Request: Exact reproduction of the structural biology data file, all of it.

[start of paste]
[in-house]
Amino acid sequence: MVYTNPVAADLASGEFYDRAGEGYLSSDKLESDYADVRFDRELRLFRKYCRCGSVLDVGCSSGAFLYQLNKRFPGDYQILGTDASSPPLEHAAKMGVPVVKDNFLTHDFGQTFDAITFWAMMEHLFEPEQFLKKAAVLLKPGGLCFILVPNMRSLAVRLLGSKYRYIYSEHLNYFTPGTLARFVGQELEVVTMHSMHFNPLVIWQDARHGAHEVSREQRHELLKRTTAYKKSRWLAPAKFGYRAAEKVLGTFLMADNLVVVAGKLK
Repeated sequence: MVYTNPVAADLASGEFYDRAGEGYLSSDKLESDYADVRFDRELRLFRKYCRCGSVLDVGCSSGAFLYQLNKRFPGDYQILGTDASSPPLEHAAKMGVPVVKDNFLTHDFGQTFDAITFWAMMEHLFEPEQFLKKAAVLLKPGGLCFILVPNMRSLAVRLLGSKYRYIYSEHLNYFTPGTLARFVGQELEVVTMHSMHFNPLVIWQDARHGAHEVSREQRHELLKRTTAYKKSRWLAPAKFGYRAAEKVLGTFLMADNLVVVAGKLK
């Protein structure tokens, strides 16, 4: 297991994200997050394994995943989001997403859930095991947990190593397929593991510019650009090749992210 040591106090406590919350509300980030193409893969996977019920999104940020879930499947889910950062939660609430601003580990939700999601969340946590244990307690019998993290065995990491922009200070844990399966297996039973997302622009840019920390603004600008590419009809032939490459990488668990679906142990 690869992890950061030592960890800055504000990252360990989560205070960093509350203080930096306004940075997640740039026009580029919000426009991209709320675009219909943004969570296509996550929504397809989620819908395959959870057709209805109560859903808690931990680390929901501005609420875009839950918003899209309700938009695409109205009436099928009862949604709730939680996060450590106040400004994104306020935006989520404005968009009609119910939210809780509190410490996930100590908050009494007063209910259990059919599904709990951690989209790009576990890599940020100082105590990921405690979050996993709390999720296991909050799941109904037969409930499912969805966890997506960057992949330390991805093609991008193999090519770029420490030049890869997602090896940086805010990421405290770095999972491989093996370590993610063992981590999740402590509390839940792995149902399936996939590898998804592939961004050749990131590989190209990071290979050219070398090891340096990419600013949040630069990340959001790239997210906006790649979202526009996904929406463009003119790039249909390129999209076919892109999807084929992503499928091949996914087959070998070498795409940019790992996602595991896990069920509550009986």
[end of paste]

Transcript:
[in-house]
Amino acid sequence: MVYTNPVAADLASGEFYDRAGEGYLSSDKLESDYADVRFDRELRLFRKYCRCGSVLDVGCSSGAFLYQLNKRFPGDYQILGTDASSPPLEHAAKMGVPVVKDNFLTHDFGQTFDAITFWAMMEHLFEPEQFLKKAAVLLKPGGLCFILVPNMRSLAVRLLGSKYRYIYSEHLNYFTPGTLARFVGQELEVVTMHSMHFNPLVIWQDARHGAHEVSREQRHELLKRTTAYKKSRWLAPAKFGYRAAEKVLGTFLMADNLVVVAGKLK
Repeated sequence: MVYTNPVAADLASGEFYDRAGEGYLSSDKLESDYADVRFDRELRLFRKYCRCGSVLDVGCSSGAFLYQLNKRFPGDYQILGTDASSPPLEHAAKMGVPVVKDNFLTHDFGQTFDAITFWAMMEHLFEPEQFLKKAAVLLKPGGLCFILVPNMRSLAVRLLGSKYRYIYSEHLNYFTPGTLARFVGQELEVVTMHSMHFNPLVIWQDARHGAHEVSREQRHELLKRTTAYKKSRWLAPAKFGYRAAEKVLGTFLMADNLVVVAGKLK
């Protein structure tokens, strides 16, 4: 297991994200997050394994995943989001997403859930095991947990190593397929593991510019650009090749992210 040591106090406590919350509300980030193409893969996977019920999104940020879930499947889910950062939660609430601003580990939700999601969340946590244990307690019998993290065995990491922009200070844990399966297996039973997302622009840019920390603004600008590419009809032939490459990488668990679906142990 690869992890950061030592960890800055504000990252360990989560205070960093509350203080930096306004940075997640740039026009580029919000426009991209709320675009219909943004969570296509996550929504397809989620819908395959959870057709209805109560859903808690931990680390929901501005609420875009839950918003899209309700938009695409109205009436099928009862949604709730939680996060450590106040400004994104306020935006989520404005968009009609119910939210809780509190410490996930100590908050009494007063209910259990059919599904709990951690989209790009576990890599940020100082105590990921405690979050996993709390999720296991909050799941109904037969409930499912969805966890997506960057992949330390991805093609991008193999090519770029420490030049890869997602090896940086805010990421405290770095999972491989093996370590993610063992981590999740402590509390839940792995149902399936996939590898998804592939961004050749990131590989190209990071290979050219070398090891340096990419600013949040630069990340959001790239997210906006790649979202526009996904929406463009003119790039249909390129999209076919892109999807084929992503499928091949996914087959070998070498795409940019790992996602595991896990069920509550009986």